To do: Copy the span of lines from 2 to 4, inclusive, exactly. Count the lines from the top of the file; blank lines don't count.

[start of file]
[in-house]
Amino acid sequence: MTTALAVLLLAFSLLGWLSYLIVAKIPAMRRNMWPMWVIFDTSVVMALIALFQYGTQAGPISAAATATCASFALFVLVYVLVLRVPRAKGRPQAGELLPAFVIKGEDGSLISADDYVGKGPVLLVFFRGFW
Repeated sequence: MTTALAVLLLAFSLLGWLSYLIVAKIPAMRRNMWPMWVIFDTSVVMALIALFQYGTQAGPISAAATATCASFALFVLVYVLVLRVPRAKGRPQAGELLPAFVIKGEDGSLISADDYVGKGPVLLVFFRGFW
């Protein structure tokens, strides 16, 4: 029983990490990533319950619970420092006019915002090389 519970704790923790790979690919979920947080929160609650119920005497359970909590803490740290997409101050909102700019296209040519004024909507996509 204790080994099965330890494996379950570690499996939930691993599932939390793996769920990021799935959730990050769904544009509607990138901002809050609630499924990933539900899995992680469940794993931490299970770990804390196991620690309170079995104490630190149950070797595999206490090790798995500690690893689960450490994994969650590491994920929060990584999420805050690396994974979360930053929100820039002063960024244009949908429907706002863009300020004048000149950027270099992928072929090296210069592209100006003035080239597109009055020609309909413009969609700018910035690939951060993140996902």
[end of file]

Amino acid sequence: MTTALAVLLLAFSLLGWLSYLIVAKIPAMRRNMWPMWVIFDTSVVMALIALFQYGTQAGPISAAATATCASFALFVLVYVLVLRVPRAKGRPQAGELLPAFVIKGEDGSLISADDYVGKGPVLLVFFRGFW
Repeated sequence: MTTALAVLLLAFSLLGWLSYLIVAKIPAMRRNMWPMWVIFDTSVVMALIALFQYGTQAGPISAAATATCASFALFVLVYVLVLRVPRAKGRPQAGELLPAFVIKGEDGSLISADDYVGKGPVLLVFFRGFW
């Protein structure tokens, strides 16, 4: 029983990490990533319950619970420092006019915002090389 519970704790923790790979690919979920947080929160609650119920005497359970909590803490740290997409101050909102700019296209040519004024909507996509 204790080994099965330890494996379950570690499996939930691993599932939390793996769920990021799935959730990050769904544009509607990138901002809050609630499924990933539900899995992680469940794993931490299970770990804390196991620690309170079995104490630190149950070797595999206490090790798995500690690893689960450490994994969650590491994920929060990584999420805050690396994974979360930053929100820039002063960024244009949908429907706002863009300020004048000149950027270099992928072929090296210069592209100006003035080239597109009055020609309909413009969609700018910035690939951060993140996902």